A lot of times on Batman: The Animated Series, you get to go inside the pathos of the various evildoers, and a lot of them actually have some kind of motivation behind their crimes, usually stemming from them being misunderstood outcasts. You’d think any one of them would relish the chance to get what they want, but not all of them. The Joker, naturally, would never give up his attempt to throw Gotham further into chaos, but would all of them follow suit? The episode “Sideshow” proves that some baddies are just bad, even if they find somewhere with people who accept them. The villain in question is Killer Croc.
Waylon Jones, a/k/a Killer Croc, was invented in the comics in 1983. A former circus performer, Croc was, just as he claimed, half man/half crocodile, or in some iterations just a guy with severe skin issues. His senses are extra heightened, even if his smarts are only that of a wily street hood. The guy is intensely strong, but not used very often in The Animated Series. “Sideshow” is only his third appearance to date (more in the coming weeks), and his second and most famous screen outing, the brilliant “Almost Got ‘Im,” it turns out who we thought was Croc was really Batman in disguise. Not really the best track record, but this episode is arguably his best.
On a train going upstate, Killer Croc is chained up and seemingly caught for good. The guard brags about how strong the metal of the chains is and how not even the muscles of the criminal could break them. There are reporters in the next car waiting for SOMETHING to happen, but they all look very bored. However, Croc tells his guard that they forgot that the crocodile has the strongest jaws in the animal kingdom and with one bite breaks out of his shackles. The reporters all hurry to get a better look, but one of them happens to be Bruce Wayne in disguise, quickly donning his Batsuit and catching up with Croc on the roof of the train. Croc has been shot with several CCs of tranquilizer and Batman warns him he’s going to pass out at any moment. They fling each other off of the train into the wooded area below and Croc nearly kills the Caped Crusader with a boulder, but passes out before he can.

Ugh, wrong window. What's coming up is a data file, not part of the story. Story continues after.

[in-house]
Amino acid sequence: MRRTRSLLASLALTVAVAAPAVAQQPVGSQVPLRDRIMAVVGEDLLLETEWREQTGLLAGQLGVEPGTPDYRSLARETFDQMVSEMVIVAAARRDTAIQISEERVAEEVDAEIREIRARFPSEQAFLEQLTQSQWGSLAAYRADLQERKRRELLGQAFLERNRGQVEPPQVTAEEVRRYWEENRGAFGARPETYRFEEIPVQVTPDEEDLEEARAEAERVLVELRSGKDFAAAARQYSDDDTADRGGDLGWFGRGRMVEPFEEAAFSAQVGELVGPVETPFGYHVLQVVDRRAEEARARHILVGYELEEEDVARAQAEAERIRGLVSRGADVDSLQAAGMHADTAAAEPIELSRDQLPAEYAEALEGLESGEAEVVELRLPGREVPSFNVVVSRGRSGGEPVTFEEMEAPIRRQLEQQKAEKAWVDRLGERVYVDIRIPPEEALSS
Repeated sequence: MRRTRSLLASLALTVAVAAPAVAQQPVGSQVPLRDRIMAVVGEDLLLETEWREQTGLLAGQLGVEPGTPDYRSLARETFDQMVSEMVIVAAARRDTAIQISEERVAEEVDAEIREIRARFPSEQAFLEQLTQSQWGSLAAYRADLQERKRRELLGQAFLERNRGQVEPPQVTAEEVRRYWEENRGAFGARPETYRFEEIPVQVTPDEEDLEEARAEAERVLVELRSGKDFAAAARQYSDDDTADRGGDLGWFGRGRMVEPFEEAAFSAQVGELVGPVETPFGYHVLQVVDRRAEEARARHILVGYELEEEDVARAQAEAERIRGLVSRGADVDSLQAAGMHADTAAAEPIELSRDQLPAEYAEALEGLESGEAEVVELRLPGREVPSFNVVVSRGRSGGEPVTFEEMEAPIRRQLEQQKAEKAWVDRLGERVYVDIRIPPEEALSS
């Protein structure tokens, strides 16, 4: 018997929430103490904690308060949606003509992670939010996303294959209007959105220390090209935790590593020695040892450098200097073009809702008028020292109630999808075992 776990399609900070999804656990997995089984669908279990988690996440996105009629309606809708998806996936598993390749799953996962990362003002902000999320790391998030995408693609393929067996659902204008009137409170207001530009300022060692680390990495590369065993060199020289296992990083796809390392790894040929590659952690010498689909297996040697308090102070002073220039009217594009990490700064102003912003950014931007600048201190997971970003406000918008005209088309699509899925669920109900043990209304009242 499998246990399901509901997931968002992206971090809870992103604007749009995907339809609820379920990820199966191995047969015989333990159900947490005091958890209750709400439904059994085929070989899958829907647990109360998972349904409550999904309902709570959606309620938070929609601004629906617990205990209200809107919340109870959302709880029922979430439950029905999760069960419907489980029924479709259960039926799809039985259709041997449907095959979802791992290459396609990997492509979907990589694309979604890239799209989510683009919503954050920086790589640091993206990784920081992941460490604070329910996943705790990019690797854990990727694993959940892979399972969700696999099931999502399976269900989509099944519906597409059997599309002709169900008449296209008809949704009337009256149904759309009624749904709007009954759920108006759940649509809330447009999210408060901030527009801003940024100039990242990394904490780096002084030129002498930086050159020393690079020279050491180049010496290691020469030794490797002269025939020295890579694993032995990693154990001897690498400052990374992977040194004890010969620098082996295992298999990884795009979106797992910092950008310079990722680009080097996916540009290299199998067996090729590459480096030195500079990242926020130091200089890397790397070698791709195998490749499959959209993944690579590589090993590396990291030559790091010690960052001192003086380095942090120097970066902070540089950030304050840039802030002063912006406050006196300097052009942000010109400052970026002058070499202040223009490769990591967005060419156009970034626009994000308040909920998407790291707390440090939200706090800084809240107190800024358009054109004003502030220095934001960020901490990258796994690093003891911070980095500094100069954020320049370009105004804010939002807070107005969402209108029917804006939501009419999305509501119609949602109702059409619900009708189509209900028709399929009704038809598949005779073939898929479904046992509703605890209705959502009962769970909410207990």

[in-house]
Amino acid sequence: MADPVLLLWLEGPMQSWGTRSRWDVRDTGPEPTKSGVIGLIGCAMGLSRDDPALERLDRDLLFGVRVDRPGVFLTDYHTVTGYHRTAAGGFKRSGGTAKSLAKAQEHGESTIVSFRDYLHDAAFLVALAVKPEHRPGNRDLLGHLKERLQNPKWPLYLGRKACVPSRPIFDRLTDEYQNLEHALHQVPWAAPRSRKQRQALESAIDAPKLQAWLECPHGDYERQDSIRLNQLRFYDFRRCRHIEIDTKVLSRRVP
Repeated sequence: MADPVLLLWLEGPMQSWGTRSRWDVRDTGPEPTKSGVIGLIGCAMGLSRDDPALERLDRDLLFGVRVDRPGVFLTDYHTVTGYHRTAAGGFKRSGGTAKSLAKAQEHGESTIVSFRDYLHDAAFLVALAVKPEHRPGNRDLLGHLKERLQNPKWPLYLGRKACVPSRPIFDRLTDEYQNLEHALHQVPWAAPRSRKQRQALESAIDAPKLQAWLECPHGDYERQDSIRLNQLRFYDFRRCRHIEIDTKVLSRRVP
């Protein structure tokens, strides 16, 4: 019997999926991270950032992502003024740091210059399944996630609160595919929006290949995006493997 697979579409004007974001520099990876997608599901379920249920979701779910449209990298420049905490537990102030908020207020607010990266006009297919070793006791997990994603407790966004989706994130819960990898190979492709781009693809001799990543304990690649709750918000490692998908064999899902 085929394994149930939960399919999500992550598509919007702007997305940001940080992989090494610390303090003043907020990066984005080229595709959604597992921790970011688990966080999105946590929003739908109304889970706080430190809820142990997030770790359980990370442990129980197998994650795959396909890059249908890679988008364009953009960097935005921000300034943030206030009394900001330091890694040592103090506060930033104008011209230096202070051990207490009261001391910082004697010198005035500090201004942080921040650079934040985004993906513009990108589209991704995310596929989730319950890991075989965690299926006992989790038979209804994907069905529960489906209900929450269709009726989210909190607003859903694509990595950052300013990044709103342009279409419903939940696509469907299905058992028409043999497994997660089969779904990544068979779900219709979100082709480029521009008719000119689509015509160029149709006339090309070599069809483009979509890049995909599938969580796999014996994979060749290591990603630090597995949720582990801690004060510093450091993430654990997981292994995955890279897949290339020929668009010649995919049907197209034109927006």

Croc attempts to run away from Batman, tossing huge rocks and things to block the hero’s path, and eventually falls into the stream and is taken all the way down until he reaches a picturesque house, barn, and mill. Croc’s out cold and nearly drowns until a young boy with flippers for hands and feet dives in after him and saves him. When Croc awakens, he sees that he’s surrounded by circus folk: a Sealboy, Siamese Twins, a huge strong man, and a hunchbacked thespian. They welcome Croc with open arms, and he tells them of his time in a “freak show.” They say he can stay as long as he does work and also let slip that they have a pile of money leftover (about $50,000 to be exact) from the purchase of the land and farm. So, he’s got his mind made up about what to do.
Unfortunately, Batman shows up and attempts to explain who Croc really is, but the others don’t believe him. They put him in a cage and Croc says that Batman is one of the ones who had him manacled in the freak show. They believe him totally, until Croc wants to kill Batman and the others want nothing to do with it. He ends up caging them all, taking the money, and grabbing a gun to take out the Bat once and for all. But, Batman now has allies in the circus folk and it becomes a good ol’ rough-em-up.
This isn’t the most groundbreaking of episodes, despite the gorgeous direction by the late, great Boyd Kirkland, but it does showcase something the series didn’t do very often, which is a villain who is perfectly sane, just choosing to be a villain despite all kinds of reasons not to. He says to the sad Sealboy at the end of the episode, as he’s about to be helicoptered away to prison, that the farm was a place he could be himself, and he guesses that’s what he was doing. There’s never really a moment where Croc displays true contentment; he’s planning to use his new “friends” for as long as he can and then abscond with the money. He’s just a criminal, through and through. One of the sadder endings to a Batman episode ever.
Next time, Batman teams up with Talia al Ghul to stop her father’s next bid for world domination. Yes, the Demon’s Head himself returns in “Avatar,” next week here in this column.